“I’ve seen husky men, a bit overconfident, lose their footing and float 200 yards downstream in the blink of an eye,” Woody said.
Neither my wife nor I needed to hear that story, but Woody’s cautionary tale served its purpose. We settled in, amid cloudless blue skies and the tranquil sound of rushing water, and maintained our focus. An hour later, we had caught and released not one, but a combined three fish—two German brown trout by my wife; and an 8-inch whitefish that, for a few memorable seconds, made me feel like Santiago in The Old Man and the Sea.
That night, over a farewell dinner at Firewood, we recounted our fish tales—with mine sounding more like a scene out of “Jaws” after two cocktails. Our morning along the Provo River, like everything else about our summer adventures in Park City, had left an impression we would not soon forget.
10 Things Locals Shared About Park City
1) Easy rider: There’s no need to rent a car in Park City. With the free trolley and bus services, the resort shuttles and Uber, it’s no problem getting around.
2) Listen up: You know those Skullcandy earphones that everyone wears? The company is headquartered in Park City.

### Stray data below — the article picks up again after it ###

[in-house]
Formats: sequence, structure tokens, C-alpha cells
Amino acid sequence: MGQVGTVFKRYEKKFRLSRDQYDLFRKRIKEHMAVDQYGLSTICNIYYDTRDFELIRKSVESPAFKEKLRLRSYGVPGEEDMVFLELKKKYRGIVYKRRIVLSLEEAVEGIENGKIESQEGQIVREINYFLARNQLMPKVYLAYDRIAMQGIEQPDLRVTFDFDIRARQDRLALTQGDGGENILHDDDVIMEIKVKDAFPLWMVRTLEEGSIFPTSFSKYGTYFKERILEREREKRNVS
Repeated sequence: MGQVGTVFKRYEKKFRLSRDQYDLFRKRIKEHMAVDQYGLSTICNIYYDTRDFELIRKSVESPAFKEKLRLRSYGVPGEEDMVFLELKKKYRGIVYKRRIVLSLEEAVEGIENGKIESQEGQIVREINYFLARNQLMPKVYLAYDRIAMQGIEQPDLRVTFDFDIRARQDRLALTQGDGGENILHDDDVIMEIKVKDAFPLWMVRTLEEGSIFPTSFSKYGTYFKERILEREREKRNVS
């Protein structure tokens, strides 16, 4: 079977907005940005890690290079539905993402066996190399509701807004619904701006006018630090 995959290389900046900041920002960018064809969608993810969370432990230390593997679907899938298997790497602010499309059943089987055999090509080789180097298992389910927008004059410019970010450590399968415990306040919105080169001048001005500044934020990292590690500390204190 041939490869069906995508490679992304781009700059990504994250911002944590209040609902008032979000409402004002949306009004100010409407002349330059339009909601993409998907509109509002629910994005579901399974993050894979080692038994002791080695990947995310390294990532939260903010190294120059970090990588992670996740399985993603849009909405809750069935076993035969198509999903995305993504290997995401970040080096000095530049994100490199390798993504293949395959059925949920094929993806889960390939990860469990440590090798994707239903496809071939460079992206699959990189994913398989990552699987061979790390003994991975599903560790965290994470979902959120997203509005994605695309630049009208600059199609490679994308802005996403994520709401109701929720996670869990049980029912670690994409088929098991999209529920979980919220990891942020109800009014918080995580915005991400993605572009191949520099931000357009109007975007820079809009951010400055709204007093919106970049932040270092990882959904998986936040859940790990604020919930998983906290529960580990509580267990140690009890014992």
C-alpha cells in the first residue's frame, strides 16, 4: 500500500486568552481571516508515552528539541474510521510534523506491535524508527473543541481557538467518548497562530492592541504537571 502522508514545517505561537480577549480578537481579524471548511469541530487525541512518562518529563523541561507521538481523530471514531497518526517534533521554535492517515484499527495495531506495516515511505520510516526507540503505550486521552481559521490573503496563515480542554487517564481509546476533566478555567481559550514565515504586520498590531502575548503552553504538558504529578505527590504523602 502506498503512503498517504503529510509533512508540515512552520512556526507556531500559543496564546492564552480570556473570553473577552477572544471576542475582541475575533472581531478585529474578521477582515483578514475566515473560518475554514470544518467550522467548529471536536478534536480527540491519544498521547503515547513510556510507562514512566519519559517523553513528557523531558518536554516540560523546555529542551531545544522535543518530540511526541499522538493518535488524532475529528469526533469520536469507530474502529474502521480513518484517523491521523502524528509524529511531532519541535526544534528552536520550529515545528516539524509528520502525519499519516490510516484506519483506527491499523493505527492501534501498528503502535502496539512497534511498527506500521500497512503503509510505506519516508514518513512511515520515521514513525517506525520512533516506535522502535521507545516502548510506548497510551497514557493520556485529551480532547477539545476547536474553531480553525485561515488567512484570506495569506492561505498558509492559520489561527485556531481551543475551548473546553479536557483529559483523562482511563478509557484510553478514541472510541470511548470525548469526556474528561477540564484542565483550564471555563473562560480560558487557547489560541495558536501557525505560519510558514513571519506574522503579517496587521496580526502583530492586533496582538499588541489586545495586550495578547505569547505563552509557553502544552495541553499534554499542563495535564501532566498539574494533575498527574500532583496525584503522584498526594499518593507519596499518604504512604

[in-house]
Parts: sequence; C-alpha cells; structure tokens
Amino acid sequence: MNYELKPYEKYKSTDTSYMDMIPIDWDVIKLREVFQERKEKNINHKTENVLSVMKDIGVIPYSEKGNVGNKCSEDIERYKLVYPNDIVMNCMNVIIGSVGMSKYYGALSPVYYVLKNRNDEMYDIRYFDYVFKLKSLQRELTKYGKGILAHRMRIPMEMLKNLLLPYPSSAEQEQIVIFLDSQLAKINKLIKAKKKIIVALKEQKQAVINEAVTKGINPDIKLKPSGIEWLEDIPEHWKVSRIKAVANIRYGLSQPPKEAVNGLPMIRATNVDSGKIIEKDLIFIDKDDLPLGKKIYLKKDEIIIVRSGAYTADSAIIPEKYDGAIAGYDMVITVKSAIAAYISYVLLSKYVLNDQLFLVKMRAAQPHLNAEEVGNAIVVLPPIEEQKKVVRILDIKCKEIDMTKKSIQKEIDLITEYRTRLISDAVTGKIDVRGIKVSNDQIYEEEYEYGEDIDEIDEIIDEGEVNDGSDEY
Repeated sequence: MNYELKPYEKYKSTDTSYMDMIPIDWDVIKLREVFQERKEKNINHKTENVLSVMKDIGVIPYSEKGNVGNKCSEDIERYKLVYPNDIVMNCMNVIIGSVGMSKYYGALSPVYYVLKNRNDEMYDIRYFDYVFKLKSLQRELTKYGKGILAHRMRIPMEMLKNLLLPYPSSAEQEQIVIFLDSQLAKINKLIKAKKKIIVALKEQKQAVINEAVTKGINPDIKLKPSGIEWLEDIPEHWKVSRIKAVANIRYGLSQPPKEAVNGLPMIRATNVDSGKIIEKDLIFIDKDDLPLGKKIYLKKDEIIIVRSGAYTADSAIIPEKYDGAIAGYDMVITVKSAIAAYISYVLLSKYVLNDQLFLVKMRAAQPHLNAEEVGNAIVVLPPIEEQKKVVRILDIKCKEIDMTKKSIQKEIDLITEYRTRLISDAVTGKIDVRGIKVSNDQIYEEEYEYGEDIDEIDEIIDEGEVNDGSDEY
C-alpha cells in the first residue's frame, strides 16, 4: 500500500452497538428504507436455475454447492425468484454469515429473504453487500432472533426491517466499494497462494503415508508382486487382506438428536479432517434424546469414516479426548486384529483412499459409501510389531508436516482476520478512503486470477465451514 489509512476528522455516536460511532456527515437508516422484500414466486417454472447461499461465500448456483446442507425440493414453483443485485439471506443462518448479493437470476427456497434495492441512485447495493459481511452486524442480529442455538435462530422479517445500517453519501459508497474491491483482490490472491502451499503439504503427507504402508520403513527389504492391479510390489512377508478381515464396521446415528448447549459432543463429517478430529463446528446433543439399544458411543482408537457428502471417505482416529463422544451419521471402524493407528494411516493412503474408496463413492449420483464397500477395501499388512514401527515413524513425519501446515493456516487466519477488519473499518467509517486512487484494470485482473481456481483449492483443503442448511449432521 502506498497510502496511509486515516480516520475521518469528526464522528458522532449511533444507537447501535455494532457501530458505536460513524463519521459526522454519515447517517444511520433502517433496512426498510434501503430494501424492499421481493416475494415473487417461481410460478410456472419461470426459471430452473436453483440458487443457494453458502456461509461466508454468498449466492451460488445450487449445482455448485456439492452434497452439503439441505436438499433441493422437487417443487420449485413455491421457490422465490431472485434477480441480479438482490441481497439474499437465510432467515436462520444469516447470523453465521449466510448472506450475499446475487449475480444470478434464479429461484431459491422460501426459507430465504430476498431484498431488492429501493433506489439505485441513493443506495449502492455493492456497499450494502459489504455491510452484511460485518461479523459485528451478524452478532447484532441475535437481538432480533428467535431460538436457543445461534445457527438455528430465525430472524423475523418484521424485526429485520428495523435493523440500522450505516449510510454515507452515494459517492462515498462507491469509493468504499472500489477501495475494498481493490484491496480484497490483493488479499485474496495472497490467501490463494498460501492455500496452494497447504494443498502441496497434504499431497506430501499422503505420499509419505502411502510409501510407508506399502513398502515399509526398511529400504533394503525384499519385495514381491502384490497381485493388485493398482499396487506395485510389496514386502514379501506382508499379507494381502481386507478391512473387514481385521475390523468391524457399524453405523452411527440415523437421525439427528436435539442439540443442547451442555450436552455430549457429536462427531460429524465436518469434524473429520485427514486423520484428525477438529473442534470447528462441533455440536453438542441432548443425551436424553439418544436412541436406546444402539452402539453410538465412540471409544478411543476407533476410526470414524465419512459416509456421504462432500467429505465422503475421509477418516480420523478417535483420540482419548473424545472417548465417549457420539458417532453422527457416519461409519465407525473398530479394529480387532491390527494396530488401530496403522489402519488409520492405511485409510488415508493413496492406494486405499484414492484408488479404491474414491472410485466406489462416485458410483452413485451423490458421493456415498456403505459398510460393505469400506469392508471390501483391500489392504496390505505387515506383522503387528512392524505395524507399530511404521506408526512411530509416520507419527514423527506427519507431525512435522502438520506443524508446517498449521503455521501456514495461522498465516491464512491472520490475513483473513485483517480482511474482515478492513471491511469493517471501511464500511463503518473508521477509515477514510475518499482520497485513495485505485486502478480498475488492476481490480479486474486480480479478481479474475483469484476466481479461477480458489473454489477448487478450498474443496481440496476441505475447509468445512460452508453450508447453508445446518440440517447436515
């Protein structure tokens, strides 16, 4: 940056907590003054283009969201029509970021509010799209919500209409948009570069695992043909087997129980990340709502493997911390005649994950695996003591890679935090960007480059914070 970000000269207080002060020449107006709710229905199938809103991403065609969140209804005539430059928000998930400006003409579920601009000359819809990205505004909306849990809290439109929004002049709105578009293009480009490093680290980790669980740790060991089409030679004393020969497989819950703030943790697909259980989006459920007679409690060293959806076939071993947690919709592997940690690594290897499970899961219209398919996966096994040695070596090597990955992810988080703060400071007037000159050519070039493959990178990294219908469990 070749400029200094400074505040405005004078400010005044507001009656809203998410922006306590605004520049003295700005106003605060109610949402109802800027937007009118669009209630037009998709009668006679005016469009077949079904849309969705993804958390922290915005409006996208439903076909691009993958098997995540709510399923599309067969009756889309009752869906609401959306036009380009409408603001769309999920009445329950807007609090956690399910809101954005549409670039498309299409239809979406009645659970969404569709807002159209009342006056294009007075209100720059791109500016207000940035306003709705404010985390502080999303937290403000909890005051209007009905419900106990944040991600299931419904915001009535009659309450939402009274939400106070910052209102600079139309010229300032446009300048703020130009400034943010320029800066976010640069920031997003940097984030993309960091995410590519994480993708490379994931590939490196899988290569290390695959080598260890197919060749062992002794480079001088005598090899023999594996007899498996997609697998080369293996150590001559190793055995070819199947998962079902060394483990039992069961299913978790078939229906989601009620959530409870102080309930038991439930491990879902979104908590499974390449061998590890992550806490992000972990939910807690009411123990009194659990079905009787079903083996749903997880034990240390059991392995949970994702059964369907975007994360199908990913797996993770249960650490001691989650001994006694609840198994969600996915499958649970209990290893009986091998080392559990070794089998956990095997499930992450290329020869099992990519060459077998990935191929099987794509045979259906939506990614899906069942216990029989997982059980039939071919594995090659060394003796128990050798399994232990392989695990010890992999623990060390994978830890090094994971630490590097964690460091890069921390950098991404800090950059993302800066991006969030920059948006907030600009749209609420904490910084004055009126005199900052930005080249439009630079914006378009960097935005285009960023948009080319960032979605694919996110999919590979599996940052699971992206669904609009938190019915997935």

3) Ode to creative types: True to its reputation as an inspired hub for artists, Park City stages one of the nation’s top art celebrations—the Kimball Arts Festival (Aug. 4-6), which features some 200 artists and 30 live bands.
4) The Down Under connection: Australians are serious about their coffee. And they love Park City. That’s why no fewer than three Aussie-led coffee dens are doing business there.
5) Piece offerings: Locals also take their pie-baking seriously. That’s why you’re apt to have, say, a shopkeeper, invite you to try a slice of her apple or cherry pie.
6) Street wise: Historic Main Street includes 64 buildings on the National Register of Historic Places.
7) Street wise II: Historic Main Street also includes 70-plus retail shops; many are original boutiques.
8) Paw patrol: Park City is so dog-friendly, several of its resorts have canine ambassadors.
9) Luxury hiking: Montage Deer Valley, a luxury resort with the state’s largest spa (Spa Montage; 35,000 square feet), boasts a fitness excursion where guests receive private air and ground transportation to one of Utah’s national parks, guided hiking or mountain biking, and a chef-prepared lunch. Price: $8,000.
10) Sunday fun: Summer in Park City also means the weekly Park Silly Sunday Market, a street festival and open-air gathering of food and product vendors that runs through Sept. 17.